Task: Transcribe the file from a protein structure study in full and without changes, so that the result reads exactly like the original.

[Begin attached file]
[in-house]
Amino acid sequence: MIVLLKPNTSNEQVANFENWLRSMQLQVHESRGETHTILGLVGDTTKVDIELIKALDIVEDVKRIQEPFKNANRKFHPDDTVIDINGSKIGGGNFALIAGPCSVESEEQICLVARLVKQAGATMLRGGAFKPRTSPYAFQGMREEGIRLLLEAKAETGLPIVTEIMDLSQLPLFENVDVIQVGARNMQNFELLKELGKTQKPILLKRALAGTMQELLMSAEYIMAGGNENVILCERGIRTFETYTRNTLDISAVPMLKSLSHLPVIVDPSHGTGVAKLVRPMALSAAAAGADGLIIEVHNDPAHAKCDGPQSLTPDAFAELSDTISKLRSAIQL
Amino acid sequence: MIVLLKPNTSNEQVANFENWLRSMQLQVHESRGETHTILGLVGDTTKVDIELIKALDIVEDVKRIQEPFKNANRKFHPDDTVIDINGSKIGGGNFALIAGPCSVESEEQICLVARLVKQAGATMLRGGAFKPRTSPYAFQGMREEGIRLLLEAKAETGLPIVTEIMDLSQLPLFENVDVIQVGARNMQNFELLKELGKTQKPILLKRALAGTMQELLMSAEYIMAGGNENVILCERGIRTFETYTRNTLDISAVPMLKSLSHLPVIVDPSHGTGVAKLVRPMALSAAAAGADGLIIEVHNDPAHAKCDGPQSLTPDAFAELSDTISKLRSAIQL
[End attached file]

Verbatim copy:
[in-house]
Amino acid sequence: MIVLLKPNTSNEQVANFENWLRSMQLQVHESRGETHTILGLVGDTTKVDIELIKALDIVEDVKRIQEPFKNANRKFHPDDTVIDINGSKIGGGNFALIAGPCSVESEEQICLVARLVKQAGATMLRGGAFKPRTSPYAFQGMREEGIRLLLEAKAETGLPIVTEIMDLSQLPLFENVDVIQVGARNMQNFELLKELGKTQKPILLKRALAGTMQELLMSAEYIMAGGNENVILCERGIRTFETYTRNTLDISAVPMLKSLSHLPVIVDPSHGTGVAKLVRPMALSAAAAGADGLIIEVHNDPAHAKCDGPQSLTPDAFAELSDTISKLRSAIQL
Amino acid sequence: MIVLLKPNTSNEQVANFENWLRSMQLQVHESRGETHTILGLVGDTTKVDIELIKALDIVEDVKRIQEPFKNANRKFHPDDTVIDINGSKIGGGNFALIAGPCSVESEEQICLVARLVKQAGATMLRGGAFKPRTSPYAFQGMREEGIRLLLEAKAETGLPIVTEIMDLSQLPLFENVDVIQVGARNMQNFELLKELGKTQKPILLKRALAGTMQELLMSAEYIMAGGNENVILCERGIRTFETYTRNTLDISAVPMLKSLSHLPVIVDPSHGTGVAKLVRPMALSAAAAGADGLIIEVHNDPAHAKCDGPQSLTPDAFAELSDTISKLRSAIQL